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New data from researchers at VCU Massey Cancer Center shows that kidney cancer drugs that block blood vessel growth as a part of treatment significantly elevate the risk of heart problems in younger patients. The study, published today in the Journal of the National Comprehensive Cancer Network, assessed the incidence and risk of hypertension and heart failure among adolescents and young adults (AYAs, defined as people between the ages of 15 and 39) diagnosed with kidney cancer who were given the drugs sorafenib and sunitinib.

Cardiovascular disease is a leading cause of health complications and death among AYAs diagnosed with cancer.

In this study the researchers found that nearly half of the AYA kidney cancer survivors given sorafenib and one-third of those treated with sunitinib went on to develop hypertension, commonly known as high blood pressure.

“The large number of AYAs who had high blood pressure during treatment with sunitinib or sorafenib suggests that even individuals without identifiable pre-existing factors—such as older age, obesity, and male gender—are also at significant risk for hypertension from these drugs,” said study lead author Wendy Bottinor, MD, a cardio-oncologist and member of the Cancer Prevention and Control research program at Massey and VCU Health Pauley Heart Center.

The research findings by the team were markedly different from their original hypothesis, which posited that there was a lower risk of heart failure in younger AYA cancer survivors compared with older cancer patients. Their research also determined that this population was particularly at risk for a type of heart failure called left ventricular systolic dysfunction.

According to the American Cancer Society, more than 90,000 AYAs are diagnosed with cancer and kidney, thyroid, and colorectal cancers, the more common forms within this group. The risk for heart disease among AYAs diagnosed with cancer is more than double the risk of other people in the same age group, and the risk of death is nearly 10 times higher among AYAs with heart disease compared with those who don’t have it.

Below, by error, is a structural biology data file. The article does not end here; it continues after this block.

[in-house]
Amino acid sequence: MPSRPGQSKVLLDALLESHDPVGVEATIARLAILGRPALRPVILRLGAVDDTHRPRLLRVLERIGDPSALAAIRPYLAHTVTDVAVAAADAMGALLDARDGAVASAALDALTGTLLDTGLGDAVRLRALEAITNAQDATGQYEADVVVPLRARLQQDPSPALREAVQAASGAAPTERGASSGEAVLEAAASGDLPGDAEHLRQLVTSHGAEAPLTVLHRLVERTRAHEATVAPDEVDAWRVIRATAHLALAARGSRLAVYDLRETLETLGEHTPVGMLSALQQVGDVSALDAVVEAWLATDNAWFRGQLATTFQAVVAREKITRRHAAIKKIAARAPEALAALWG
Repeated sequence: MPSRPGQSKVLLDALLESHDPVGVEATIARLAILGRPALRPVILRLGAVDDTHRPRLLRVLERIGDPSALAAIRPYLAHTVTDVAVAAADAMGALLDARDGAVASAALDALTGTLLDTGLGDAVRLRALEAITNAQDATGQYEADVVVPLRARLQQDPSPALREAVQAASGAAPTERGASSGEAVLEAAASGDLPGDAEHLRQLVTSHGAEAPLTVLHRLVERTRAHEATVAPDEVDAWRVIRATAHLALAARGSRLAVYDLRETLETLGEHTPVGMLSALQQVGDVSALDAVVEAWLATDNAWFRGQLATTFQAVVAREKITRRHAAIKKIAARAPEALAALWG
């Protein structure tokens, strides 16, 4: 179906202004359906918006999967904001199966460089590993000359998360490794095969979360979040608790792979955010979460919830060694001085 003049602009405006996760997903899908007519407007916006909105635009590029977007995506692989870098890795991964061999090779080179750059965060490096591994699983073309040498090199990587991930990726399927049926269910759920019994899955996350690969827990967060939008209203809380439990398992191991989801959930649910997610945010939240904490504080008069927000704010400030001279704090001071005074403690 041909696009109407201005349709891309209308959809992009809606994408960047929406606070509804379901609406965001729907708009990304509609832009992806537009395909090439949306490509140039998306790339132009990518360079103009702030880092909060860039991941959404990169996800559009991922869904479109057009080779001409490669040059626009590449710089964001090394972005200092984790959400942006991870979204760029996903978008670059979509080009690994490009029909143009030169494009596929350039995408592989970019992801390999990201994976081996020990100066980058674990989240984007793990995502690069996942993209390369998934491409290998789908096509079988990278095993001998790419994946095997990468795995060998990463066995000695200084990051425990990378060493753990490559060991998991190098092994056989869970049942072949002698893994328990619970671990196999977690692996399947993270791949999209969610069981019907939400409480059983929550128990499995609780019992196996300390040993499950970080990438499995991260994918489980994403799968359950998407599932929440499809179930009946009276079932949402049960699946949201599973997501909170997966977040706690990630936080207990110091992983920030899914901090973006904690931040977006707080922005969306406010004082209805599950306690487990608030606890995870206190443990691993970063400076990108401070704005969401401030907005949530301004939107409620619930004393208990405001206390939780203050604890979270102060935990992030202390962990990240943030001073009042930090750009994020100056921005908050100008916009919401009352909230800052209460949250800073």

The production of new blood vessels, called angiogenesis, is known to play a critical role in the growth of solid tumors as they feed the tumor the nutrients and oxygen needed for tumors to grow and spread. One of the chemical signals that drive angiogenesis is vascular endothelial growth factor (VEGF) which clings to cells surfaces to influence the growth and survival of new blood vessels.

The VCU researchers examined the effects of the sunitinib and sorafenib—both VEGF inhibitors—on early-stage kidney cancer patients. Historically, the scientific understanding of the cardiovascular toxicities of these drugs causing heart problems among AYAs has been very limited.

“Although VEGF inhibitors are often used as an effective therapeutic option for adult and pediatric cancer patients, cardiovascular toxicities can be a significant limitation of this treatment, with hypertension and left ventricular dysfunction among the most common,” Bottinor said. “Adolescent and young adults are an underrepresented group in cancer research with a significant cardiovascular burden. Understanding the relationship between cancer diagnosis, treatment, and heart disease is imperative to promoting cardiovascular health over the entire lifetime of adolescent and young adult cancer survivors.”

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